Are you happy  

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HopeB
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July 15, 2018 12:39 pm  

Good day all!
My husband and I are wanting to retire early and move to STX, hopefully in the next 2-3 years. I have done a ton of research and feel that of all of the islands, STX fits our temperament and life style best. I have looked at pages and pages of pics of the island and we plan to vacation there soon so that we can get a feel for what part of the island will give us that “We’re home” vibe. I have a friend who recently vacationed there and said that she felt that the people living there weren’t happy. I have been reading these forums for a little while now and although there are some struggles that go with island life, I don’t get the feeling of unhappiness from those who post here. I wanted to get some feed back from anyone who would like to participate. Are you happy? Do you enjoy your life on the island?


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islandjoan
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July 15, 2018 2:17 pm  

That's an existential question right there, for sure! No one is ever truly happy, I believe, unless one is fully living in the moment. If you are not happy living elsewhere, you will bring that unhappiness with you wherever you go.


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HopeB
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July 15, 2018 2:24 pm  

Thank you for your response. I would have to agree with you. Everyone can choose how they view their life either positively or negatively.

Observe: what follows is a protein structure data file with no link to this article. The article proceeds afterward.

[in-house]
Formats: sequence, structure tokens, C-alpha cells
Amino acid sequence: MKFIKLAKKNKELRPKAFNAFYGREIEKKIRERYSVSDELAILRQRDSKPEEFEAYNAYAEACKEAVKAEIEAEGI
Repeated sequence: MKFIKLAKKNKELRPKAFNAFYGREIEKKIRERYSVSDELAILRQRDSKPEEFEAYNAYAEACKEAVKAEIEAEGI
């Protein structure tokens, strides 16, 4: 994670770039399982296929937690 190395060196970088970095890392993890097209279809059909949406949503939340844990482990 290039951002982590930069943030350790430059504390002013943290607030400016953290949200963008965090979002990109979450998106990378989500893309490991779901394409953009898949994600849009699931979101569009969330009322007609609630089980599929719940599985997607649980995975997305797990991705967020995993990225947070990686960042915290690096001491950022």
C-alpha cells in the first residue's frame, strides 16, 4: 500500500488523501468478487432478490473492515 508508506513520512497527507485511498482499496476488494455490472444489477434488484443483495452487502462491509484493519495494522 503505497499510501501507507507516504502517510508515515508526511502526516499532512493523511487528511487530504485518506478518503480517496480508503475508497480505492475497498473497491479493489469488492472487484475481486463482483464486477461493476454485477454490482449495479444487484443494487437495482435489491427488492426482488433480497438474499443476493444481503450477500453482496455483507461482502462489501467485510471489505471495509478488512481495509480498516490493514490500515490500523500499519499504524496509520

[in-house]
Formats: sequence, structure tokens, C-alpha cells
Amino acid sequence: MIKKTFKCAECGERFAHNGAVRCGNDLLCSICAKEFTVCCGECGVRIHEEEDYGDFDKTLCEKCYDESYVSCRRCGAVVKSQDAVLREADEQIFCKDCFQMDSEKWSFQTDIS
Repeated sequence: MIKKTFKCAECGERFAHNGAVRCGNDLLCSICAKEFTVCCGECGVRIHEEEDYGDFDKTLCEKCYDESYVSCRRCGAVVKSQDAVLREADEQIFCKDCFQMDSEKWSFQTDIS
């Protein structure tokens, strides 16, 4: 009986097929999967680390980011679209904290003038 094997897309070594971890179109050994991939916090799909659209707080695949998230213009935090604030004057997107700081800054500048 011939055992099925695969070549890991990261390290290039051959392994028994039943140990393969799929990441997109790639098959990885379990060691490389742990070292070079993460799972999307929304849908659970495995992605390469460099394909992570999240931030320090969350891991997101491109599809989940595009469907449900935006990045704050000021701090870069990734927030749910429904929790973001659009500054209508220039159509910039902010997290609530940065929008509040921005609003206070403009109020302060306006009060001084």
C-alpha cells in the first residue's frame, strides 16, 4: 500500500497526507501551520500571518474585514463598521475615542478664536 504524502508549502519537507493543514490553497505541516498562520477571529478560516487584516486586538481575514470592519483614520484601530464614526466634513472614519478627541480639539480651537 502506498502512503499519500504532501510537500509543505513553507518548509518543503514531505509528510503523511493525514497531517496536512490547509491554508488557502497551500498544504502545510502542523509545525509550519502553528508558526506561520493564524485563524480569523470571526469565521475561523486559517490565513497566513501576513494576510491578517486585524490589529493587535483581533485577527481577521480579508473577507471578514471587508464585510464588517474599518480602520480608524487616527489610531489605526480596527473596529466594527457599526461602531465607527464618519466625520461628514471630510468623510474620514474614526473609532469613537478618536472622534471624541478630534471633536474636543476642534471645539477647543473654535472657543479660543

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Scubadoo
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July 15, 2018 2:56 pm  

There is going to be a huge difference in challenges and lifestyle between folks that are living on STX, trying to make a living and keep a roof over their head vs. retired. So situations have to be considered when comparing feedback. There are also going to be huge opinion differences between folks that take everyday as an adventure and challenge and have appropriate expectations vs. those with less reasonable expectations or are always seeing the greener grass elsewhere.

Also I expect vacationers will run into different folks with different opinions vs. a wider range that residents will run into. When you do your PMV talk to folks shopping in the grocery stores and Kmart and Home Depot and you'll probably get different feedback.


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HopeB
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July 15, 2018 3:10 pm  

Thank you for your response! Being retired vs having to work for what you have is very different, and each person definitely sees their circumstances in a very individualistic way. My main objective is to find out the overall general feeling. Is most of the population miserable daily and wish they were somewhere else or do they enjoy their daily life overall. I realize that no one can define how I will feel when I myself move there but I don’t want to surround myself with 90% of the people I meet wishing they were anywhere else but where they are, if that makes any sense. I try to see always see the brighter side of life, I have never had much but I have always tried to be happy with who and what I am and with the things that I have managed to gain for myself and my family. I would like to be able to be apart of someplace that tries to do the same (for the most part). 🙂